Ecommerce sites track visitor behavior in a variety of ways. One of them is the use of “tags,” small pieces of code from third-party websites, such as analytics programs and affiliate marketing partners. An active site can have many tags, and they sometimes conflict with each other. Monitoring and managing tags can be burdensome.
Tagman is a company that provides tag management services. We recently spoke with a member of its advisory board about the use and management of tags. He is Richard Last, an ecommerce pioneer who launched the first department store website — JCPenney.com — in 1994. Last is also the past chairman of Shop.org, the industry trade association. He is now a lecturer at the University of North Texas in its Digital Retail program.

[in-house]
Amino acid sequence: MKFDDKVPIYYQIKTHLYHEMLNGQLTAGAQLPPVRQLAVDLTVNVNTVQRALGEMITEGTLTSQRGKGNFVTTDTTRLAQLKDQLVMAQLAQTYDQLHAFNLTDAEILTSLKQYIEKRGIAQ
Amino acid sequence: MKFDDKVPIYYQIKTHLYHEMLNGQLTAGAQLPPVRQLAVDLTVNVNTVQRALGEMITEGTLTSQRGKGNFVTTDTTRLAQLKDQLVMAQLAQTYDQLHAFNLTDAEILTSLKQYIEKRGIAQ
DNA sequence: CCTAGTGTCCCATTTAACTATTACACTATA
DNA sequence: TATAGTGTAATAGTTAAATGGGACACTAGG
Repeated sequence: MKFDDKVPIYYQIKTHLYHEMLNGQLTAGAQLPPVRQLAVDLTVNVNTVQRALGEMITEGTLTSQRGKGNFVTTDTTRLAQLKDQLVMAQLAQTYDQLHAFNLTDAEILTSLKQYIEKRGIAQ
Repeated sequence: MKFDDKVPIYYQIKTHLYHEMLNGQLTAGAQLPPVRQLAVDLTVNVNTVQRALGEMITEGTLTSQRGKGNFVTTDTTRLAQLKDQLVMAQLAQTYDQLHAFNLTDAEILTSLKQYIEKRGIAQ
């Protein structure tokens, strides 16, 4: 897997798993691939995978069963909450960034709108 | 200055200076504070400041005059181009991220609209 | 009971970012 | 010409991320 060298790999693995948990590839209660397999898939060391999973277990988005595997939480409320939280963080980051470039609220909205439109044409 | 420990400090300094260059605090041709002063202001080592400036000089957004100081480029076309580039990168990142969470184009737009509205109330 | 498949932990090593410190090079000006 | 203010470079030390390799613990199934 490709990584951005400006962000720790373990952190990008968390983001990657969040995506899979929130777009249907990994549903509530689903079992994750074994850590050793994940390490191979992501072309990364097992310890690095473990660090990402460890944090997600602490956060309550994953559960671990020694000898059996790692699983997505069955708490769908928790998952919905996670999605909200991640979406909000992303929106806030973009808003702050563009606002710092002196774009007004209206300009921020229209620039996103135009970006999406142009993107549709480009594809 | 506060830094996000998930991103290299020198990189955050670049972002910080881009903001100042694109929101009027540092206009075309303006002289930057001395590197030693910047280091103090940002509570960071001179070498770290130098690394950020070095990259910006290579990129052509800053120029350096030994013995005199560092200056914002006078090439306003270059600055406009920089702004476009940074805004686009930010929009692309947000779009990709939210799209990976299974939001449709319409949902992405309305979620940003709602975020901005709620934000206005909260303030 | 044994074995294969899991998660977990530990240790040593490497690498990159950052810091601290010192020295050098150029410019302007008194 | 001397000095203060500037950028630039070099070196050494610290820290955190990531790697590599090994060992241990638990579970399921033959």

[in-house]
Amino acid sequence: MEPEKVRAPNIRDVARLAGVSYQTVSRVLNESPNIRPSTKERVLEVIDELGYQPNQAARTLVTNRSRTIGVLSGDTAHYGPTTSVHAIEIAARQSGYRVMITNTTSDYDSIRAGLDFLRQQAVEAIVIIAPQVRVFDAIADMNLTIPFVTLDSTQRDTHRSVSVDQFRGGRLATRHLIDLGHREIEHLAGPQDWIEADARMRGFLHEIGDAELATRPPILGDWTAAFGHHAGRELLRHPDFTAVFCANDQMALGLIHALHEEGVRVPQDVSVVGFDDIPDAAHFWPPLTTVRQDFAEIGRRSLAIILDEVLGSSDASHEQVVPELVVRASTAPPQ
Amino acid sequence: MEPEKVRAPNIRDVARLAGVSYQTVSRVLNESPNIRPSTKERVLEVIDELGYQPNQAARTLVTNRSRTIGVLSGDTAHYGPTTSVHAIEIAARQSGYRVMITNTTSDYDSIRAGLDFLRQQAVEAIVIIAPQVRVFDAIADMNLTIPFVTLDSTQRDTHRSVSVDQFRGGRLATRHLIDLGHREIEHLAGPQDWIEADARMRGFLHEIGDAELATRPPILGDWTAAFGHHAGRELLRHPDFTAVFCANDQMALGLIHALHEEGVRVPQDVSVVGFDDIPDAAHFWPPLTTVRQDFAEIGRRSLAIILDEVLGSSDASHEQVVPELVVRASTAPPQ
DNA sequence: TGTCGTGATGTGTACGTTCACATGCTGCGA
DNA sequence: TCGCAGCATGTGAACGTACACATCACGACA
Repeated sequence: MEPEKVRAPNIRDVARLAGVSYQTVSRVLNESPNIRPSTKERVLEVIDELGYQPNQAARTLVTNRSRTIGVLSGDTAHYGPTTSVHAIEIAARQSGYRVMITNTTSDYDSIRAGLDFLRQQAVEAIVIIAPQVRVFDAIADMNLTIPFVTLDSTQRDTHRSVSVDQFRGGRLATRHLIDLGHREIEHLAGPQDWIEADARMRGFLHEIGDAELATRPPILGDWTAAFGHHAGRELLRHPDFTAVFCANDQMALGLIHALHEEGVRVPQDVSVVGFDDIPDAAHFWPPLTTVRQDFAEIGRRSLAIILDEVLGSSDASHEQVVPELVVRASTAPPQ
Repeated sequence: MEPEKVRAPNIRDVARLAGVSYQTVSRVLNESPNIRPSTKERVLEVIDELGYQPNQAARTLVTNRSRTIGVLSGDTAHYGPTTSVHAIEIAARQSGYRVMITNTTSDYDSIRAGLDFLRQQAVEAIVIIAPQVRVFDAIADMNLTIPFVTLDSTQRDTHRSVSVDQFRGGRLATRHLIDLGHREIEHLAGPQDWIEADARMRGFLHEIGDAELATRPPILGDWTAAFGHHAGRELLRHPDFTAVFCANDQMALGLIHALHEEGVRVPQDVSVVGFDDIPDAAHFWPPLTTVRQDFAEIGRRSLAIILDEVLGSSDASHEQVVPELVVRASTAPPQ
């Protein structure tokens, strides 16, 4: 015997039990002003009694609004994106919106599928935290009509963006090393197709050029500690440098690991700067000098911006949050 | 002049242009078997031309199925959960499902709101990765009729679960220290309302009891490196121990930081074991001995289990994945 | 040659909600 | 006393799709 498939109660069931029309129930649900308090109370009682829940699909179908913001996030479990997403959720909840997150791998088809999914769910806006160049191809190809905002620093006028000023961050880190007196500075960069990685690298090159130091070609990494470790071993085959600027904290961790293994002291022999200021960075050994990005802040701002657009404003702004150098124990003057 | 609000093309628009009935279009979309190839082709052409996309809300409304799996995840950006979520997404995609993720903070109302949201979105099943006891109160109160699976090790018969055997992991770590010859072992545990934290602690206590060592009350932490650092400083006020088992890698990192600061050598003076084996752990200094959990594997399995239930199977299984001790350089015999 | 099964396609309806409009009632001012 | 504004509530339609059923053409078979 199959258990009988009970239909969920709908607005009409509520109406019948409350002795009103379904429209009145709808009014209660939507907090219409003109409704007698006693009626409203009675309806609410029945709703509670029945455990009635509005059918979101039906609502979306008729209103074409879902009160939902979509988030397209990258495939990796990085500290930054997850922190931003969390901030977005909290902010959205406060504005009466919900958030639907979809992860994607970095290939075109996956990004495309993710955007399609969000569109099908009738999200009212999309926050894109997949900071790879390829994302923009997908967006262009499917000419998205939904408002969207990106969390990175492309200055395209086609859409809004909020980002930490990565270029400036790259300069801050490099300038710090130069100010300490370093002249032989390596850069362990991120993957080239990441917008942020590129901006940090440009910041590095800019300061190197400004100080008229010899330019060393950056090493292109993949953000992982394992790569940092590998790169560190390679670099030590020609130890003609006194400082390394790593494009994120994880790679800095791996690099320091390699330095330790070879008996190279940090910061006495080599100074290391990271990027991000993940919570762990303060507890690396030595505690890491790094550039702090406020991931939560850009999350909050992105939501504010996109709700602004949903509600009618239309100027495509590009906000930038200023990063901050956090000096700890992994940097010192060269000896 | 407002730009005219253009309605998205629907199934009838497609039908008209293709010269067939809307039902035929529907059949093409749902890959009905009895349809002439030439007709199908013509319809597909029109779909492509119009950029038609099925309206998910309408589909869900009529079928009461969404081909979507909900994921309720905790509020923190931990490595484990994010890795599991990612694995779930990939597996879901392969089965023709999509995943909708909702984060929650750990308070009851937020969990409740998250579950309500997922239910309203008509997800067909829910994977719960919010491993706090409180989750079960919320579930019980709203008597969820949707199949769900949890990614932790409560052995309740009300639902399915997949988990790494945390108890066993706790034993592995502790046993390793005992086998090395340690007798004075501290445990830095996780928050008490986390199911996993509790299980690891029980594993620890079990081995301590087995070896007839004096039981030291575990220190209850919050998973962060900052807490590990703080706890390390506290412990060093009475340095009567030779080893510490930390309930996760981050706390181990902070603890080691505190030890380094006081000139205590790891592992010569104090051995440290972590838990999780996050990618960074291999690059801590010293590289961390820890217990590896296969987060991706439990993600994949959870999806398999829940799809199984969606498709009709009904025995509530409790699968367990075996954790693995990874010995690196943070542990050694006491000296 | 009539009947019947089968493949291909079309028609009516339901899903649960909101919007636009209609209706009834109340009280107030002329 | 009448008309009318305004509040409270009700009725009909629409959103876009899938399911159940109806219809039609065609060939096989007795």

Practical eCommerce: This conversation is about tags. What is a tag?
Richard Last: “In general, a tag is a piece of code — a piece of data —attached to your web page that allows you to track visitors and customers. Not necessarily the visitors and customers as much as their browsers. In that way, you can monitor their web behavior.”
PEC: Please give us some examples of a tag that would be on an ecommerce site.
Last: “As ecommerce merchants, we all use various affiliate marketing relationships — revenue share relationships — where we bring traffic to our site from a marketing partner of some variety. The way we are able to track the movement of that customer is the placement of a tag. It could also be on your own email program to monitor email performance or just in our analytics packages, to understand our customer’s site behavior.”
PEC: If a merchant is using an affiliate marketing network, most likely the merchant has a tag or tags from that network on its site.